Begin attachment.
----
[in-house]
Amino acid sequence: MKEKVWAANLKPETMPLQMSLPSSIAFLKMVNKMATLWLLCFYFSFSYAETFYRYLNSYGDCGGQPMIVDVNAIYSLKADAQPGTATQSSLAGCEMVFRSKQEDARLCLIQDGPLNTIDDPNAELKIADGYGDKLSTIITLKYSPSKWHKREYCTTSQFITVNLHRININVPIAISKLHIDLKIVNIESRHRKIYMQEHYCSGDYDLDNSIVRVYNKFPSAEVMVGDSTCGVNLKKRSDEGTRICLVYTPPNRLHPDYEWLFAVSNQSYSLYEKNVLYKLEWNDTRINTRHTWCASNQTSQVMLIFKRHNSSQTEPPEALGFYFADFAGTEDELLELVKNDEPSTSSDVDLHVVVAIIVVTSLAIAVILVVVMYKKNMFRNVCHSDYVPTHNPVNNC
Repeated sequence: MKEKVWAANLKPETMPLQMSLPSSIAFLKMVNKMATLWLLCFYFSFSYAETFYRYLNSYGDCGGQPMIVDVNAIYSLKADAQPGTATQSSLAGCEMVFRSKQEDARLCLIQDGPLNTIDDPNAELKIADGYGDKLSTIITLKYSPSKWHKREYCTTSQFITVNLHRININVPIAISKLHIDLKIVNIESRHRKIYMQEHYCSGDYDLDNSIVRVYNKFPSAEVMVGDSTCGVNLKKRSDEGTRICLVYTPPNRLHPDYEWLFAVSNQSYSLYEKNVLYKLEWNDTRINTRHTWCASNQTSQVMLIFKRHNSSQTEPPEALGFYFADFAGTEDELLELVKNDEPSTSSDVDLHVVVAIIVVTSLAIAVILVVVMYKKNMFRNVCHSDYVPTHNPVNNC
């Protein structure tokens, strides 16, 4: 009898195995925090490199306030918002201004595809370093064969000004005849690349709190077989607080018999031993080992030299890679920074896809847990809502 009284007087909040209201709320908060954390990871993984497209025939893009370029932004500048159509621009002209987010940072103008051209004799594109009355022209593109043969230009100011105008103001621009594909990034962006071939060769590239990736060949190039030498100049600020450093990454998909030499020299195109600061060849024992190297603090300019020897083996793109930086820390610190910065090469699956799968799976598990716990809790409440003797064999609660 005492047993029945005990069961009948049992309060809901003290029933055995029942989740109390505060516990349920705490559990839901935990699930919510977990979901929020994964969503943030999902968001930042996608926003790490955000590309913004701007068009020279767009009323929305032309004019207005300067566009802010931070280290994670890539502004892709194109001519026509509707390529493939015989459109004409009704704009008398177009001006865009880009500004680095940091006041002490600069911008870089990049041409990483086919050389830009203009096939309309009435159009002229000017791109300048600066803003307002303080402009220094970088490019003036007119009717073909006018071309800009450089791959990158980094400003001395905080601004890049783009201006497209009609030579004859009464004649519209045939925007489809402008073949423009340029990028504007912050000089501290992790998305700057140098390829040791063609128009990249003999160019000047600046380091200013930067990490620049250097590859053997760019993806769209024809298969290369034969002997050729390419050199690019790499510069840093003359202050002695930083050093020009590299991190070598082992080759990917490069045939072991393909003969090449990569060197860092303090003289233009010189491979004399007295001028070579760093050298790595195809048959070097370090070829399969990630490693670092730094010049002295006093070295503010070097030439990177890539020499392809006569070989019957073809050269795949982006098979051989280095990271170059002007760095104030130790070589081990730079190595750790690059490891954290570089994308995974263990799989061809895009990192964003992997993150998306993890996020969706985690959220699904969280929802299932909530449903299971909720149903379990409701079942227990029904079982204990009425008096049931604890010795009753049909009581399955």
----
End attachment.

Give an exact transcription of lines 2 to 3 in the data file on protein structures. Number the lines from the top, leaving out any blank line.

Amino acid sequence: MKEKVWAANLKPETMPLQMSLPSSIAFLKMVNKMATLWLLCFYFSFSYAETFYRYLNSYGDCGGQPMIVDVNAIYSLKADAQPGTATQSSLAGCEMVFRSKQEDARLCLIQDGPLNTIDDPNAELKIADGYGDKLSTIITLKYSPSKWHKREYCTTSQFITVNLHRININVPIAISKLHIDLKIVNIESRHRKIYMQEHYCSGDYDLDNSIVRVYNKFPSAEVMVGDSTCGVNLKKRSDEGTRICLVYTPPNRLHPDYEWLFAVSNQSYSLYEKNVLYKLEWNDTRINTRHTWCASNQTSQVMLIFKRHNSSQTEPPEALGFYFADFAGTEDELLELVKNDEPSTSSDVDLHVVVAIIVVTSLAIAVILVVVMYKKNMFRNVCHSDYVPTHNPVNNC
Repeated sequence: MKEKVWAANLKPETMPLQMSLPSSIAFLKMVNKMATLWLLCFYFSFSYAETFYRYLNSYGDCGGQPMIVDVNAIYSLKADAQPGTATQSSLAGCEMVFRSKQEDARLCLIQDGPLNTIDDPNAELKIADGYGDKLSTIITLKYSPSKWHKREYCTTSQFITVNLHRININVPIAISKLHIDLKIVNIESRHRKIYMQEHYCSGDYDLDNSIVRVYNKFPSAEVMVGDSTCGVNLKKRSDEGTRICLVYTPPNRLHPDYEWLFAVSNQSYSLYEKNVLYKLEWNDTRINTRHTWCASNQTSQVMLIFKRHNSSQTEPPEALGFYFADFAGTEDELLELVKNDEPSTSSDVDLHVVVAIIVVTSLAIAVILVVVMYKKNMFRNVCHSDYVPTHNPVNNC